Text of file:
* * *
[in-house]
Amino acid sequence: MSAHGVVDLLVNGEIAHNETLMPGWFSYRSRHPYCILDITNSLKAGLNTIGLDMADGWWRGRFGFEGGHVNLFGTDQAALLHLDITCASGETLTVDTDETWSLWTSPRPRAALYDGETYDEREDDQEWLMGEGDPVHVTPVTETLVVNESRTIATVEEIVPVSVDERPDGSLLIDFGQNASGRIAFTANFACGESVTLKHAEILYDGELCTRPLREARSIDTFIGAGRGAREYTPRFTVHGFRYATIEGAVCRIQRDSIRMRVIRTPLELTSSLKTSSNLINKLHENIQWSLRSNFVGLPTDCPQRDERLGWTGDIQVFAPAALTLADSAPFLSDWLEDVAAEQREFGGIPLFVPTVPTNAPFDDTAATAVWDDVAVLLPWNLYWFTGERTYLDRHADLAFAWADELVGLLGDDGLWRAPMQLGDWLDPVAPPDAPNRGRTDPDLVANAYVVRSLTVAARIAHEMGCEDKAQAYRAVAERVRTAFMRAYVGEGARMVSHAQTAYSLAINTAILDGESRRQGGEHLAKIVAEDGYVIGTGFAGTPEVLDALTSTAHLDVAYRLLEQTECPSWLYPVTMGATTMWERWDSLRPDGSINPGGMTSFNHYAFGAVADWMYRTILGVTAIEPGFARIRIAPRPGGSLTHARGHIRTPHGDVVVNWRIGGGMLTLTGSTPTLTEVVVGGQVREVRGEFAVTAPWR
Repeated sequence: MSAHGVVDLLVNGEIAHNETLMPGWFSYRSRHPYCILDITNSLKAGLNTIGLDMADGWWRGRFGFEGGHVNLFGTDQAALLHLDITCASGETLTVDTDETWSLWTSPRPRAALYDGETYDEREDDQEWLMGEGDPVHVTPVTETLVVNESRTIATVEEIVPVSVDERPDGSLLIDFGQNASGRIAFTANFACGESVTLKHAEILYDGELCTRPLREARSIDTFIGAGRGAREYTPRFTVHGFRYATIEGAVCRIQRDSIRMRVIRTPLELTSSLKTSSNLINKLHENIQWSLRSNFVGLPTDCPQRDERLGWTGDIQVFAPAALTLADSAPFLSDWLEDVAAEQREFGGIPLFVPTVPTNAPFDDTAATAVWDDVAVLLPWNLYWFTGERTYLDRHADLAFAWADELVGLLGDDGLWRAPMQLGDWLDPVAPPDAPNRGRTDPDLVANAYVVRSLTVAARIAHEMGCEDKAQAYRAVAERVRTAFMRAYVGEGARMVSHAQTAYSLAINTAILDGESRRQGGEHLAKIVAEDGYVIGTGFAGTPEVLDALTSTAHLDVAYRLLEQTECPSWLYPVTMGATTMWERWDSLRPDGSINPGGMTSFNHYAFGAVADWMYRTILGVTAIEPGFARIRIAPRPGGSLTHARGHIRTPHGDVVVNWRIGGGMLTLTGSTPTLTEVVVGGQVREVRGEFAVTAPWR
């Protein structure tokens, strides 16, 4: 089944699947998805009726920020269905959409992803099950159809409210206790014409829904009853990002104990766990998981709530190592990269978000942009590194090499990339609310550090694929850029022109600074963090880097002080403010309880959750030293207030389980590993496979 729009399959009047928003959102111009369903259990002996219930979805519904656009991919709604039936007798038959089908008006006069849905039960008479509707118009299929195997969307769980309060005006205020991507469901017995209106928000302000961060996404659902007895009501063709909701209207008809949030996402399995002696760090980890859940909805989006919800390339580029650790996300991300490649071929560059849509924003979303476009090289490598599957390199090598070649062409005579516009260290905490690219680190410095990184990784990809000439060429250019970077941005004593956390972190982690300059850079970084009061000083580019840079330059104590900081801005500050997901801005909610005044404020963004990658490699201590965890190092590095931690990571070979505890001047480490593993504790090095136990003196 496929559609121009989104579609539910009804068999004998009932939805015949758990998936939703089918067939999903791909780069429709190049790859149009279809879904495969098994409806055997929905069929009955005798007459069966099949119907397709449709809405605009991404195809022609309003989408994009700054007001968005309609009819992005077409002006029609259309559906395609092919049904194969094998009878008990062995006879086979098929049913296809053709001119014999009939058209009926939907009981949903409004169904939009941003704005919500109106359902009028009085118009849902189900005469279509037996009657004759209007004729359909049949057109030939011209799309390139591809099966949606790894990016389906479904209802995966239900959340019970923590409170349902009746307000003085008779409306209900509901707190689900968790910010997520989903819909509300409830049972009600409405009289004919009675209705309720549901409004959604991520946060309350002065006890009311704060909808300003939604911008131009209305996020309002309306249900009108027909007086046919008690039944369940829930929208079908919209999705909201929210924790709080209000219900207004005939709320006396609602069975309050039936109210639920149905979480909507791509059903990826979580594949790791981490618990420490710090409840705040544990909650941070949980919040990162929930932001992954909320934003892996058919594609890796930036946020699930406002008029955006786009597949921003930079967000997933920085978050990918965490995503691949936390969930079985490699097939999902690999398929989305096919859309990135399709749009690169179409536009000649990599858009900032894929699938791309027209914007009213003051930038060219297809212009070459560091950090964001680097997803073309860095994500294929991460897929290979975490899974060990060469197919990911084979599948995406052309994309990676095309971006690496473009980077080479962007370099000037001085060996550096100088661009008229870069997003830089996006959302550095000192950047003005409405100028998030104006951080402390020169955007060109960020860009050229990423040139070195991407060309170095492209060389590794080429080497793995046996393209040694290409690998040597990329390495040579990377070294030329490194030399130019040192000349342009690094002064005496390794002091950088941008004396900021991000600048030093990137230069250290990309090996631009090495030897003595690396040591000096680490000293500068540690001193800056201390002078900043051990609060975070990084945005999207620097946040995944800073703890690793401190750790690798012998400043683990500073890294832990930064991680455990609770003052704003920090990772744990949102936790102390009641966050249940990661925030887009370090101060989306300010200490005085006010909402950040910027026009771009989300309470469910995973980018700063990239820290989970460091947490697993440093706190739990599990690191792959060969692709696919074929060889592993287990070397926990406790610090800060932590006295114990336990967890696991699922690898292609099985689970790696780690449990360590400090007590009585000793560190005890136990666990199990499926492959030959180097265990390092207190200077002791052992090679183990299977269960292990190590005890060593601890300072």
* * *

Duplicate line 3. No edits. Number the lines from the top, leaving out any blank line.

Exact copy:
Repeated sequence: MSAHGVVDLLVNGEIAHNETLMPGWFSYRSRHPYCILDITNSLKAGLNTIGLDMADGWWRGRFGFEGGHVNLFGTDQAALLHLDITCASGETLTVDTDETWSLWTSPRPRAALYDGETYDEREDDQEWLMGEGDPVHVTPVTETLVVNESRTIATVEEIVPVSVDERPDGSLLIDFGQNASGRIAFTANFACGESVTLKHAEILYDGELCTRPLREARSIDTFIGAGRGAREYTPRFTVHGFRYATIEGAVCRIQRDSIRMRVIRTPLELTSSLKTSSNLINKLHENIQWSLRSNFVGLPTDCPQRDERLGWTGDIQVFAPAALTLADSAPFLSDWLEDVAAEQREFGGIPLFVPTVPTNAPFDDTAATAVWDDVAVLLPWNLYWFTGERTYLDRHADLAFAWADELVGLLGDDGLWRAPMQLGDWLDPVAPPDAPNRGRTDPDLVANAYVVRSLTVAARIAHEMGCEDKAQAYRAVAERVRTAFMRAYVGEGARMVSHAQTAYSLAINTAILDGESRRQGGEHLAKIVAEDGYVIGTGFAGTPEVLDALTSTAHLDVAYRLLEQTECPSWLYPVTMGATTMWERWDSLRPDGSINPGGMTSFNHYAFGAVADWMYRTILGVTAIEPGFARIRIAPRPGGSLTHARGHIRTPHGDVVVNWRIGGGMLTLTGSTPTLTEVVVGGQVREVRGEFAVTAPWR